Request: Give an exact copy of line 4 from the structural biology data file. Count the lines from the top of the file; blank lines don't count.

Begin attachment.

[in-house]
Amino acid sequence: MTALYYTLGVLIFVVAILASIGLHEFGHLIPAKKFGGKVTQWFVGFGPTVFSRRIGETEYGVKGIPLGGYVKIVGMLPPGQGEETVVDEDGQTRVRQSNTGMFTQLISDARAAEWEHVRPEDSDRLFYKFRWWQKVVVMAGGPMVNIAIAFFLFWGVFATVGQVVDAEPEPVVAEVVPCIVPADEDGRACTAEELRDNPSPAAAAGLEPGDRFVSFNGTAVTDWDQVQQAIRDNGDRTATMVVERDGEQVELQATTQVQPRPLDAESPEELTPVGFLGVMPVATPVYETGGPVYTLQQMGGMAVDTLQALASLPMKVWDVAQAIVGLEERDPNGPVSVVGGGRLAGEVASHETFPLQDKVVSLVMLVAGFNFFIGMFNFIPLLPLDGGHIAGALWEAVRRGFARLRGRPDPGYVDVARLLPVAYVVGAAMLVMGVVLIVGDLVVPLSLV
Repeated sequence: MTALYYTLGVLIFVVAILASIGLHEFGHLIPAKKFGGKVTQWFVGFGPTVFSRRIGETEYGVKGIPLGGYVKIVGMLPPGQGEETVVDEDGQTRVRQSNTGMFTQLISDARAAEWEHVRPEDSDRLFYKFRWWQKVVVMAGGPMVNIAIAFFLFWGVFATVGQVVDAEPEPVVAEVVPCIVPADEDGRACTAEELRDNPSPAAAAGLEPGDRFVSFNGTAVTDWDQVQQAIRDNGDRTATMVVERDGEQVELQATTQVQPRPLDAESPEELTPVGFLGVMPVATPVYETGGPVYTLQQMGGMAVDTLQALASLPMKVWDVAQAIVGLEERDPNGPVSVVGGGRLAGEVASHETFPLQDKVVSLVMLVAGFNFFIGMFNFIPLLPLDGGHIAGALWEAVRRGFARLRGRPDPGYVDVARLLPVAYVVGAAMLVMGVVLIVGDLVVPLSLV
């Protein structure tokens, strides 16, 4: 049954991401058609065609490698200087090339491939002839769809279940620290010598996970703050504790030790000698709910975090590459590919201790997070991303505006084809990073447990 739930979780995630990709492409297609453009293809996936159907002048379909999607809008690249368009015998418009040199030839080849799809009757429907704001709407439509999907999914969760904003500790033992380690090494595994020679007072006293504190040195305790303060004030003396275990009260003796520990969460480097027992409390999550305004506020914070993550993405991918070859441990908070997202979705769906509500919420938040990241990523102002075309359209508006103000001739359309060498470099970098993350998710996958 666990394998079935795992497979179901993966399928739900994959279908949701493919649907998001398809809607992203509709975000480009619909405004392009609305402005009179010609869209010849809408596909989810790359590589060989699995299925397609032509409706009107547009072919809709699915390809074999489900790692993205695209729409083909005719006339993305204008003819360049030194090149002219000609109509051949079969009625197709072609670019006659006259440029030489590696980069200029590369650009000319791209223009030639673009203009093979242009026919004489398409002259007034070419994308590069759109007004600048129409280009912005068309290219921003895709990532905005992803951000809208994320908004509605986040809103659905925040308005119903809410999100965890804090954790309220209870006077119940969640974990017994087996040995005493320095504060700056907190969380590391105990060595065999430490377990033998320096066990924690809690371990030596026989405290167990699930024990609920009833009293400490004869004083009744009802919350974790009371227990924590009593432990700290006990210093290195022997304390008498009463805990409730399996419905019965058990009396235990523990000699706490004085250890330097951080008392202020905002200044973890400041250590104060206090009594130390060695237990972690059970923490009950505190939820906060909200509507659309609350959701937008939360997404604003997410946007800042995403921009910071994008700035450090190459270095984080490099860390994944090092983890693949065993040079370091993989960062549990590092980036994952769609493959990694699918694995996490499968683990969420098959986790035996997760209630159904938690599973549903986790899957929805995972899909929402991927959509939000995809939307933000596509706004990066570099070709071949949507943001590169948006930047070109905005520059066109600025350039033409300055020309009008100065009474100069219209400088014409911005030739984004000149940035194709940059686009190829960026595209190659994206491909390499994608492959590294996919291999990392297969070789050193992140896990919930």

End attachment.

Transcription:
């Protein structure tokens, strides 16, 4: 049954991401058609065609490698200087090339491939002839769809279940620290010598996970703050504790030790000698709910975090590459590919201790997070991303505006084809990073447990 739930979780995630990709492409297609453009293809996936159907002048379909999607809008690249368009015998418009040199030839080849799809009757429907704001709407439509999907999914969760904003500790033992380690090494595994020679007072006293504190040195305790303060004030003396275990009260003796520990969460480097027992409390999550305004506020914070993550993405991918070859441990908070997202979705769906509500919420938040990241990523102002075309359209508006103000001739359309060498470099970098993350998710996958 666990394998079935795992497979179901993966399928739900994959279908949701493919649907998001398809809607992203509709975000480009619909405004392009609305402005009179010609869209010849809408596909989810790359590589060989699995299925397609032509409706009107547009072919809709699915390809074999489900790692993205695209729409083909005719006339993305204008003819360049030194090149002219000609109509051949079969009625197709072609670019006659006259440029030489590696980069200029590369650009000319791209223009030639673009203009093979242009026919004489398409002259007034070419994308590069759109007004600048129409280009912005068309290219921003895709990532905005992803951000809208994320908004509605986040809103659905925040308005119903809410999100965890804090954790309220209870006077119940969640974990017994087996040995005493320095504060700056907190969380590391105990060595065999430490377990033998320096066990924690809690371990030596026989405290167990699930024990609920009833009293400490004869004083009744009802919350974790009371227990924590009593432990700290006990210093290195022997304390008498009463805990409730399996419905019965058990009396235990523990000699706490004085250890330097951080008392202020905002200044973890400041250590104060206090009594130390060695237990972690059970923490009950505190939820906060909200509507659309609350959701937008939360997404604003997410946007800042995403921009910071994008700035450090190459270095984080490099860390994944090092983890693949065993040079370091993989960062549990590092980036994952769609493959990694699918694995996490499968683990969420098959986790035996997760209630159904938690599973549903986790899957929805995972899909929402991927959509939000995809939307933000596509706004990066570099070709071949949507943001590169948006930047070109905005520059066109600025350039033409300055020309009008100065009474100069219209400088014409911005030739984004000149940035194709940059686009190829960026595209190659994206491909390499994608492959590294996919291999990392297969070789050193992140896990919930």